1 * tone #1 (hours) + 1tone #1 & #2 (quarter-hours) + 2 * tone #2 (minutes) = 01:17
Phonetically, the sound would be “ding”, “ding dong”, “dong” “dong”.
Although we tried to be as clear as possible in our explanation above, let us know in the comments if you’d like additional details on this topic.
The First Repeater Clocks
With how complex a minute repeater movement is, it’d be easy to assume that the complication could be one of the most recently devised. Yet, this is not the case.
The earliest repeater timepieces trace back to the late 17th century. English watchmaker Daniel Quare has been credited with the first repeater in accordance with a patent filed.
His creation chimed only the hours and quarter-hours, making it a quarter repeater, so it was not accurate to the minute. If you’re wondering, the goal of such a chiming mechanism was to aid the visually impaired in telling time.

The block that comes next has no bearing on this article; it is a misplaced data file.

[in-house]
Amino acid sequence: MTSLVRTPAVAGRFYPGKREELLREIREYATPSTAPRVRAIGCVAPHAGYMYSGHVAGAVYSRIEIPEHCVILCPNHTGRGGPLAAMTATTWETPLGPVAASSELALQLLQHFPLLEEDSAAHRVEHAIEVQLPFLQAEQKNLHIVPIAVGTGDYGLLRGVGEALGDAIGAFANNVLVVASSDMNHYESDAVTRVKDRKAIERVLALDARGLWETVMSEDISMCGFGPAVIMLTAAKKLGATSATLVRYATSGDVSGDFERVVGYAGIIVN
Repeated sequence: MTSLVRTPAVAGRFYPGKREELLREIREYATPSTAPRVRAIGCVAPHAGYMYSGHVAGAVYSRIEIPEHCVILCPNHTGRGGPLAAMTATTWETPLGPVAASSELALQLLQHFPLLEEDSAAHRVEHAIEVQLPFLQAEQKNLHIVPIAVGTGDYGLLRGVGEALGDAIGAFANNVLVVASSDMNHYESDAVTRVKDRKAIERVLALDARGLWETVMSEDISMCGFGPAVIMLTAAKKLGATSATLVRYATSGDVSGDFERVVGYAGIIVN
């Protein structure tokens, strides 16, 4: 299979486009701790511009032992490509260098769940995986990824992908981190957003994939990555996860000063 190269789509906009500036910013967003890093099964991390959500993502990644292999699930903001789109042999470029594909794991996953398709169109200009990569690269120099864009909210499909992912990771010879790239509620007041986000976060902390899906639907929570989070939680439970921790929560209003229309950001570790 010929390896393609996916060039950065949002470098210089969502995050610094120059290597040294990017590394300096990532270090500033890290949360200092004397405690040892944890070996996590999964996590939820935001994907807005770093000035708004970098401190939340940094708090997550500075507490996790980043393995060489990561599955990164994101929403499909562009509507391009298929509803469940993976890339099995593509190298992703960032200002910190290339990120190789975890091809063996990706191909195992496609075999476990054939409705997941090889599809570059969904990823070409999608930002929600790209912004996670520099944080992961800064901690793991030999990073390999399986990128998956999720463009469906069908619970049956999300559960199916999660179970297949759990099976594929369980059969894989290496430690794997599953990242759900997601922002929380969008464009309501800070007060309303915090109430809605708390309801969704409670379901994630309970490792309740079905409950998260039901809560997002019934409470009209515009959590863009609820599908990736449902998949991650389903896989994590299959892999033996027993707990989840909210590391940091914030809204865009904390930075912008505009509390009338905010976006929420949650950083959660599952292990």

The First Minute Repeater Watch
The first minute repeater pocket watch would come from the hands of German watchmakers almost 50 years later in the early 18th century. And though they functioned when operated properly, the mechanism was not perfect and prone to partial chimes.
During this time, a minute repeater pocket watch was intended to help the visually impaired to know the time.
Marie-Antoinette Pocketwatch containing minute repeater complication, among others.
Breguet’s Repeater Pocket Watch
Abraham Louis-Breguet, the often-named mastermind behind the tourbillon, would likewise leave a permanent mark on the repeater watch. Whereas previous minute repeaters employed a bell for activating the mechanism, Breguet was the one to implement the gong into the timepieces.
This allowed the size of a repeater pocket watch to decrease substantially, while also making for more pleasing chimes. Additional inventions of his would also help perfect the complication, mitigating issues with incomplete chimes and muffled sound.